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JISOM-WI11-A20

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COMPUTER BASED ENVIRONMENT CONTROLS
Macoveiciuc Pastorel 1
Abstract
The aim of these notes is to give an overview of the main activities of computer based
activities controls. The basic principles of computer controls should be common to all
sectors and to most types of hardware and software. The absence of a common definition
of computer control may, in part, be due to the relative newness of computer controls. A
key feature of many organisations today is change. Although not necessarily the driver of
change, IT is invariably an intrinsec component and much of the change would not be
possible without IT. IT has had a major impact on social, economic and political factors
throughout the world. Not only has it led to the creation of new professions but it has also
revolutionised others, such as office work, or, when combined with robotics,
manufacturing industries.
Keywords: control, risk assessment, computer environment, data testing, impact of
computers on controls.
Most of the companies have computer-based accounting systems. The main area of
analysis in this written report is to ensure a full and complete understanding of the
controls in a computer-based environment, whether there is an impact on the assessment
of risks, and the subsequent control procedures. This is very useful in auditing the
computer based environment. The procedures regarding the risk assessment will involve
the use of computer-assisted audit techniques (CAATs).
Within a computer environment there are two main categories of controls:
• General controls;
• Application controls.
The general controls include all policies and procedures that relate to applications and
support the effective functioning of application controls. These apply to mainframe, miniframe and end-user environments.
The general controls purposes are to:
• maintain the information integrity and data security;
• control over the following:
o software acquisition, changing and maintenance;
o network operations;
o access security;
o applications acquisition, development, and maintenance.
Types of general controls:
1
PhD. Student, Academy of Economic Studies-Bucharest, e-mail: [email protected]
•
•
•
Controls over application development: over the system design and program
writing, good documentation, testing procedures (e.g. use of test data to
identify program code errors, pilot running and parallel running of old and
new systems), as well as segregation of duties so that operators are not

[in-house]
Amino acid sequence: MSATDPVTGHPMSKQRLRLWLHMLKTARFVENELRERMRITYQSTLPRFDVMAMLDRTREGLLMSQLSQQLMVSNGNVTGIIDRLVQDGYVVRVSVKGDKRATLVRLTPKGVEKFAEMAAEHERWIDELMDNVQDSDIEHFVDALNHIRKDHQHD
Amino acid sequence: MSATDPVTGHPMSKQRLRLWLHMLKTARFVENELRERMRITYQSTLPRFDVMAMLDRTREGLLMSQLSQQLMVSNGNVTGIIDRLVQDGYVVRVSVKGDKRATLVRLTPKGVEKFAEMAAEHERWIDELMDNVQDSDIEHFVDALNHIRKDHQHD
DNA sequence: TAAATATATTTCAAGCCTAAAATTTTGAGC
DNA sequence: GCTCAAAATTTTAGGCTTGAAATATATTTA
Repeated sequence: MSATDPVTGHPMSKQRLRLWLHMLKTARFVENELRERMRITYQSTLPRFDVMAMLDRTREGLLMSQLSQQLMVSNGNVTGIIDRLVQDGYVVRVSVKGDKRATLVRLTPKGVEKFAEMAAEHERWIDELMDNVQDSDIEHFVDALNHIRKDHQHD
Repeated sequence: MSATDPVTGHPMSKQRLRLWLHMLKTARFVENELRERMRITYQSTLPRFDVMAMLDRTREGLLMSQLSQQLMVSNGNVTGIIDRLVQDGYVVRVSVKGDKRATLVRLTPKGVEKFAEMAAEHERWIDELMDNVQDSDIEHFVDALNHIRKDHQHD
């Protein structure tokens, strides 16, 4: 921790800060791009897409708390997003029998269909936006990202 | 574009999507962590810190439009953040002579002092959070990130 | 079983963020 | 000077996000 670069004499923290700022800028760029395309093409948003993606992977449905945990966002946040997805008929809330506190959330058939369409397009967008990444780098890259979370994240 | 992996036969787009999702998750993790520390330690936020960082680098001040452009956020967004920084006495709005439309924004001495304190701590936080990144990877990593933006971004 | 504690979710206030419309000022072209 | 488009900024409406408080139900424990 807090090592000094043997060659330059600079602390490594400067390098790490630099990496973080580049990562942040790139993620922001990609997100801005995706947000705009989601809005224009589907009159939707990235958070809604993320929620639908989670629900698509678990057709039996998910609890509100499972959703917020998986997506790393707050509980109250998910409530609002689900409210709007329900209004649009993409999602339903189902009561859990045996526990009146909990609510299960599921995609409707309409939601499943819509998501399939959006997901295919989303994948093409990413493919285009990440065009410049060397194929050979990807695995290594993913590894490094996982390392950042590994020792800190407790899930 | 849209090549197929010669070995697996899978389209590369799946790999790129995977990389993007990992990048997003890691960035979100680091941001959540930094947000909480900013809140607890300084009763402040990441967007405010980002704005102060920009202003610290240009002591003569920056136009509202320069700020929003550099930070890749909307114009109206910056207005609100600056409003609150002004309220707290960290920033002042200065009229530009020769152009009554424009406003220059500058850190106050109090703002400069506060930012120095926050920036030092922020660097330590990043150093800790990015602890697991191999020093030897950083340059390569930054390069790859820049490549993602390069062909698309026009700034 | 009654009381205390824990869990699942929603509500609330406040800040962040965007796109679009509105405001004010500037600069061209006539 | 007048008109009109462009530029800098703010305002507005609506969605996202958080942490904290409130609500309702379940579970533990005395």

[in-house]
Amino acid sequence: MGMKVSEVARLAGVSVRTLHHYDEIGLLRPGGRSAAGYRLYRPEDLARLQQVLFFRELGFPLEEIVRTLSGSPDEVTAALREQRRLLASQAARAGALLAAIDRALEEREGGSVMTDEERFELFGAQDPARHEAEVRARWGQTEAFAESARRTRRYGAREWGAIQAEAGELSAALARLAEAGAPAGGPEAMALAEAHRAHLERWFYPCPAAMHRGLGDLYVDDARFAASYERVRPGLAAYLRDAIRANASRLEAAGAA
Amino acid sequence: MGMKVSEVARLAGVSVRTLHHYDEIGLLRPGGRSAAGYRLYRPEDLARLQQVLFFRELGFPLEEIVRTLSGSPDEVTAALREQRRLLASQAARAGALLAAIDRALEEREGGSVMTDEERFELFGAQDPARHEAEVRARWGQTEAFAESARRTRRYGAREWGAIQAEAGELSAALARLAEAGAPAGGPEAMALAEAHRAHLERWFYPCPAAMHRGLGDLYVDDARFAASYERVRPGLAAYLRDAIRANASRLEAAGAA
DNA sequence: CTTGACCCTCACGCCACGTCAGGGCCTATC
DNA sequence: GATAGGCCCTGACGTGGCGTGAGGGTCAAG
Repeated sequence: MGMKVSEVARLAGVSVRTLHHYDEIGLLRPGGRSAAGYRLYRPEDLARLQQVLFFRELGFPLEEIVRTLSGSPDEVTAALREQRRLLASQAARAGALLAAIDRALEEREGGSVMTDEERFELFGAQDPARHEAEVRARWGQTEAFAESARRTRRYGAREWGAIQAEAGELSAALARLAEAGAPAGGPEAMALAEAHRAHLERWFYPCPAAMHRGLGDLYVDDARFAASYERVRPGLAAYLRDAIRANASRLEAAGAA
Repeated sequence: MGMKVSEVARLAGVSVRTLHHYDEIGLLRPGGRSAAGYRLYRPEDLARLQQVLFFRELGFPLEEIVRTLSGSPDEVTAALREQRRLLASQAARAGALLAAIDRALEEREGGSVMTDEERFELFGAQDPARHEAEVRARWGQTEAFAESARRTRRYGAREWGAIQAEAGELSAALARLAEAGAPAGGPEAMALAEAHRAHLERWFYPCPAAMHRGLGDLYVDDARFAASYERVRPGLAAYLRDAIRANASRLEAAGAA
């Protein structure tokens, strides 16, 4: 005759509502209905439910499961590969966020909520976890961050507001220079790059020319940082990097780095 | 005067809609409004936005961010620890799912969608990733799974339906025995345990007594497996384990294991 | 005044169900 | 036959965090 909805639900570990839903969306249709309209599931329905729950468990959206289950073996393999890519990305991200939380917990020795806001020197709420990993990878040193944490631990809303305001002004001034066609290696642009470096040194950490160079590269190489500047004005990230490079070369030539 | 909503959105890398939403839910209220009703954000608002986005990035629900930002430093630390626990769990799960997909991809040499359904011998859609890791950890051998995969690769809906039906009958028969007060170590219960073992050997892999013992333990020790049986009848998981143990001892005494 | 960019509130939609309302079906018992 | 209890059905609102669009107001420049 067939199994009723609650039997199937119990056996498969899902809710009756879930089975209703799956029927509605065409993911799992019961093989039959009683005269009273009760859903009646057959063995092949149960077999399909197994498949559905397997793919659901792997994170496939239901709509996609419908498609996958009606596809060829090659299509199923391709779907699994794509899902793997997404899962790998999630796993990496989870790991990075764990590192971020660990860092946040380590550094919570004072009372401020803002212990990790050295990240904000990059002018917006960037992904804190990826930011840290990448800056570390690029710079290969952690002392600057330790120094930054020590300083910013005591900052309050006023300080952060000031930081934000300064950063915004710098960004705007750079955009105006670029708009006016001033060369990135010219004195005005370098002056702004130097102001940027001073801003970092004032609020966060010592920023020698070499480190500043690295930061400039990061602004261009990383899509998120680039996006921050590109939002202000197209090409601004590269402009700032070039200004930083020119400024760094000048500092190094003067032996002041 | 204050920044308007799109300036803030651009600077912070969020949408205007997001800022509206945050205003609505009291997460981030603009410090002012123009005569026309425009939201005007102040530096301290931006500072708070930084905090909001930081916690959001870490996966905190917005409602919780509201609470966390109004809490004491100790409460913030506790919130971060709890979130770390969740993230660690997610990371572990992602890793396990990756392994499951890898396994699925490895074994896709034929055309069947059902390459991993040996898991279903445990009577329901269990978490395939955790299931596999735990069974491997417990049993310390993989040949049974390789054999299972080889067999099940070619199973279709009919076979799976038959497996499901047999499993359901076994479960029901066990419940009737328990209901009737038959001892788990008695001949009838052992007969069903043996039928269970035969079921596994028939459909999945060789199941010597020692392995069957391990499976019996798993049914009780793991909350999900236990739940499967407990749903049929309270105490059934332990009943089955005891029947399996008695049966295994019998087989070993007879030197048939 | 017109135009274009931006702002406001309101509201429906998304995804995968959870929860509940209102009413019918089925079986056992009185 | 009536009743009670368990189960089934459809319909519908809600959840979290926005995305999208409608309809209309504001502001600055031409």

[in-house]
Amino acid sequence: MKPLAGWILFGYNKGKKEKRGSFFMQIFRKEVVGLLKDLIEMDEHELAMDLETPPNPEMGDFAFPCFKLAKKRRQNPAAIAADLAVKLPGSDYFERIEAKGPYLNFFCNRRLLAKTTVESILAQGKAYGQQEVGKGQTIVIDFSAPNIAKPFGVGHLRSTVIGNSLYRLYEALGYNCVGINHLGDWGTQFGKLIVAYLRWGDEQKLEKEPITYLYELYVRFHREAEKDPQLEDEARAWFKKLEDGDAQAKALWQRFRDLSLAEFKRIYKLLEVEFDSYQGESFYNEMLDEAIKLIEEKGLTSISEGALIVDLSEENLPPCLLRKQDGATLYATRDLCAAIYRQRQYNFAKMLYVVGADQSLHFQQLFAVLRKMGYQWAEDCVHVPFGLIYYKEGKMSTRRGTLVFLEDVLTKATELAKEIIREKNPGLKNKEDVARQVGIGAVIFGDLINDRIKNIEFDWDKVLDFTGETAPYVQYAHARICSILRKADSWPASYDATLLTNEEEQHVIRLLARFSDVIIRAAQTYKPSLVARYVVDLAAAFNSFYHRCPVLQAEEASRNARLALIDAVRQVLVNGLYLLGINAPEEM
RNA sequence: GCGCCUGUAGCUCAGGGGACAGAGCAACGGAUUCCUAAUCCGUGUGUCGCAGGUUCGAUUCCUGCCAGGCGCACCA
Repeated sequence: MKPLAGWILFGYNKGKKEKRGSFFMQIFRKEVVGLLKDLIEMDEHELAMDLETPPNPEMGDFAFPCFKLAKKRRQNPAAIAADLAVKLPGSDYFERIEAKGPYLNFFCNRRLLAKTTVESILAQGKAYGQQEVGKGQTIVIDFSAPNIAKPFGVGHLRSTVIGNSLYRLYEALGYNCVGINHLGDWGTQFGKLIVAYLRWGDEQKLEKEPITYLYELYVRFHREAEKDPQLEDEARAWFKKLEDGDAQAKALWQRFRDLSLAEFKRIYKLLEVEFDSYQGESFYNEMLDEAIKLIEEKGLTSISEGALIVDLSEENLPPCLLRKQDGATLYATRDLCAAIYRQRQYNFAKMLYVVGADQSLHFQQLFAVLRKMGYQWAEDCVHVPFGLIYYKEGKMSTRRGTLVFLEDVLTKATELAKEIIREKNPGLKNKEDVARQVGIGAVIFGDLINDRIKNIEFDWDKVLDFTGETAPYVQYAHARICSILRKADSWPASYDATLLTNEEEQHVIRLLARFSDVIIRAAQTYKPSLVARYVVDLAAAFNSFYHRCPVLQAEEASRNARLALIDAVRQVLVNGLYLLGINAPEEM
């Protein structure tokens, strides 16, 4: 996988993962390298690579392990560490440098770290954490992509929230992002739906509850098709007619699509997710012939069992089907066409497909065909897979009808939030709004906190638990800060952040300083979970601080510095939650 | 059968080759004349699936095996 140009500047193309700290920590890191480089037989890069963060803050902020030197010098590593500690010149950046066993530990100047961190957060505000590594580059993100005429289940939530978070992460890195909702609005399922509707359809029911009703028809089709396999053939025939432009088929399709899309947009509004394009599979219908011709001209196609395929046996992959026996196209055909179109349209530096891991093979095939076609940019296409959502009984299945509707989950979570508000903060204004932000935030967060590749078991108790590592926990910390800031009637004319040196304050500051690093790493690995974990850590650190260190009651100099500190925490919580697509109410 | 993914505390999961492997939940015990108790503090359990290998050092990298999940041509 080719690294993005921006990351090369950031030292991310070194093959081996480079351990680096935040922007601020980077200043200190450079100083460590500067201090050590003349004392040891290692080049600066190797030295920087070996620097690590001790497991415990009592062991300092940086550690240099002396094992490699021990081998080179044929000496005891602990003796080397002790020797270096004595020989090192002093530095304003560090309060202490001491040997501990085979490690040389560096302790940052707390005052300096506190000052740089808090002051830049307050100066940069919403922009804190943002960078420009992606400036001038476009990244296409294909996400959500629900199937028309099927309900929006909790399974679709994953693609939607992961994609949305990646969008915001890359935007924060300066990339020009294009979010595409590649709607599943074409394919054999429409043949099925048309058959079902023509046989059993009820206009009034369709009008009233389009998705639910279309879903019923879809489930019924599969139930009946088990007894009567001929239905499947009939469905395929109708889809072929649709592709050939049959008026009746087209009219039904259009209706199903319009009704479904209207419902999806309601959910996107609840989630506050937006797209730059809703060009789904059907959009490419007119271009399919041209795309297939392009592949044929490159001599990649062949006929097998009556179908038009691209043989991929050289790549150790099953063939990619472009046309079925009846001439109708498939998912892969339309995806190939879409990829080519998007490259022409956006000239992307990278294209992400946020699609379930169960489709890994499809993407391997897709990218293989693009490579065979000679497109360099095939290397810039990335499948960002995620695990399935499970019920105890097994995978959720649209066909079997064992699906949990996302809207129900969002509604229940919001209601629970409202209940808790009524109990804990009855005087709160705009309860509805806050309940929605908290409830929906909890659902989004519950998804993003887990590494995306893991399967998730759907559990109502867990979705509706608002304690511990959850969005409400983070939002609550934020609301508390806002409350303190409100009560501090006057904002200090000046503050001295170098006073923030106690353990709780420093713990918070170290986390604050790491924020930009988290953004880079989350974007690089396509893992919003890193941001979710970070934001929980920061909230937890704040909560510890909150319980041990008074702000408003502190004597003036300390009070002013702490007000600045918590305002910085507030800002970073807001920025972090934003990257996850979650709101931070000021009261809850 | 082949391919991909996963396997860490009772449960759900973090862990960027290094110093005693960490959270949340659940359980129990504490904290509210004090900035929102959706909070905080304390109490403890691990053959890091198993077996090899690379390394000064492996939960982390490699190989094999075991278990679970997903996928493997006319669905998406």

involved in program development;
Controls over program changes: are performed in order to ensure no
unauthorized amendments and that changes are adequately tested, e.g.
password protection of programs, comparison of production programs to
controlled copies and approval of changes by users;
Controls over installation and maintenance of system software: – many of the
controls mentioned above are relevant, e.g. authorization of changes, good
documentation, access controls and segregation of duties.
The computer environment is tidily linked to the ‘end-user environment’ and refers to the
situation in which the users of the computer systems are involved in all stages of the
system development. In this respect we can mention that the end-user environment is
related to:
• Administrative controls: these are controls over ‘data centre and network
operations’ and ‘access security’. These include controls that:
o prevent or detect errors during program execution, e.g. procedure
manuals, libraries of programs, job scheduling, training and
supervision; all these prevent errors such as using wrong data files or
wrong versions of production programs;
o prevent unauthorized amendments to data files, e.g. authorization of
jobs prior to processing, back up and physical protection of files and
access controls such as passwords
ensure the continuity of
operations, e.g. testing of back-up procedures, protection against fire
and floods, virus checks, use of read only memory, maintenance of
programs loggs.
• System development controls: these type of controls cover the areas of system
software acquisition development and maintenance, program changing and
application system acquisition, development and maintenance. The ‘system
software’ refers to the operating system, database management systems and
other software that increases the efficiency of processing. Application
software refers to particular applications such as sales or wages. The controls
over the development and maintenance of both types of software are similar
and include:
Application controls
The procedures used within the application controls are manual or automated. These
operate at a business process level and apply to the processing of transactions by
individual applications.
The application controls main characteristics are:
• preventive or detective in nature;
• designed to ensure the integrity of the accounting records;
•
•
relating to procedures used to initiate, record, process and report
transactions or other financial data;